A plan is in the early stages to remove the dam on the Grindstone River in Hinckley.
The dam has been in place since 1931, when the DNR built it to “create the reservoir to supply water” for the fish-rearing ponds across the highway. As the reservoir’s game fish population, Area Fisheries Supervisor Leslie George shared, is “less than impressive and the dam is in poor condition,” the DNR sees an opportunity to open passage to “gamefish currently blocked by the dam” and “gain access to habitats located upstream.”
While the DNR hopes to remove the dam, George explained that the project is better described as a “river restoration” project. “Dams block the way rivers flow and transport sediment,” George said. “A healthy river is a free-flowing river.”
Removing the dam and transforming the area into a free-flowing river rather than a reservoir is seen “as a positive for the watershed.” Currently, “that dam is blocking fish passage,” George said, and removing it could potentially open passage for lake sturgeon and other varieties of gamefish to get to “habitat located upstream,” and “the mussel community will also likely benefit from the dam’s removal.”
Improving the fish population and overall ecosystem in that area is the main impetus behind the project, but it’s not the only thing driving the DNR.
George shared that the project has been “internally discussed” for the last few years. It came up in 2013, during George’s predecessor’s tenure. A citizen made inquiries about removing the dam, and “as the condition of the dam continued to be of concern, work began to explore the feasibility of a project occurring.”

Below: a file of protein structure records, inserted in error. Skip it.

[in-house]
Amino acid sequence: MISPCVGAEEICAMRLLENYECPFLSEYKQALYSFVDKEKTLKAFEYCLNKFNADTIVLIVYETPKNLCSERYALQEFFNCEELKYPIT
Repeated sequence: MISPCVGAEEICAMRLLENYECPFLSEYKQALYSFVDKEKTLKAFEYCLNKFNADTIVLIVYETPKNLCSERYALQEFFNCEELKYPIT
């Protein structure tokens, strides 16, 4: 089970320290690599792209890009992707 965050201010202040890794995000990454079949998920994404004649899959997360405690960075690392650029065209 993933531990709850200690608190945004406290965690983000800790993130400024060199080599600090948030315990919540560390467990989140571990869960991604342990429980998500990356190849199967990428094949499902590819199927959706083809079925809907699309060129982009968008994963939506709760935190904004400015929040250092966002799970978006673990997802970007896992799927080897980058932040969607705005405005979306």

That concern is linked to two recorded drownings that have happened at the dam. “It’s a DNR structure, and it’s a liability.” Last October, the dam scored poorly during an inspection. When considered in that light, the project amounts to a public safety issue as well.
Though removing the dam has been on the DNR’s radar for a few years, funding for the project has been secured through recent legislation, a move that has pushed the project to the next step. About $500,000 has been secured from the Dam Safety Program and $100,000 will come from Clean Water Legacy. It is George’s understanding that the $600,000 should cover the costs of removal. “It’s still very preliminary at this point. We’re still working on gathering a little more data and design concepts.”
As an example, George talked about the State Historic Preservation Office (SHPO), which “will be consulted and do a review” of the dam and its surrounding area. “They’ll determine historical significance and anything that might have to be avoided.” As for the lumber mill in that area, George sees “no reason why that would need to be disturbed.”
Other assessments will be made as well. “We also have hydrologists on the project team … who will look at flooding impacts, … and also the impacts on groundwater and the wells in the area.” It’s not a project that can be done overnight, but involves engineers, hydrologists, stream restoration experts — “It’s a department-wide effort.”
Largely, though, the area will remain the same. George explained, “Our intent is to still have a fishing area down there…. The reservoir and dam area are encompassed by the Hinckley Aquatic Management area; it is public land. That’s not going to change.” The biggest change will simply be moving from a reservoir to a free-flowing river. “It won’t change anything about the public being able to use the land.”
In anticipation for the project, George and the DNR have slotted a public meeting regarding the project for 7 p.m. on Tuesday, September 26 at the Hinckley Community Center. There, the team heading up the project will be available for people to ask questions and hear about the DNR’s plans. George hopes there will be some concept drawings for the DNR to present and will also share examples of other dam modification projects that have happened across the state.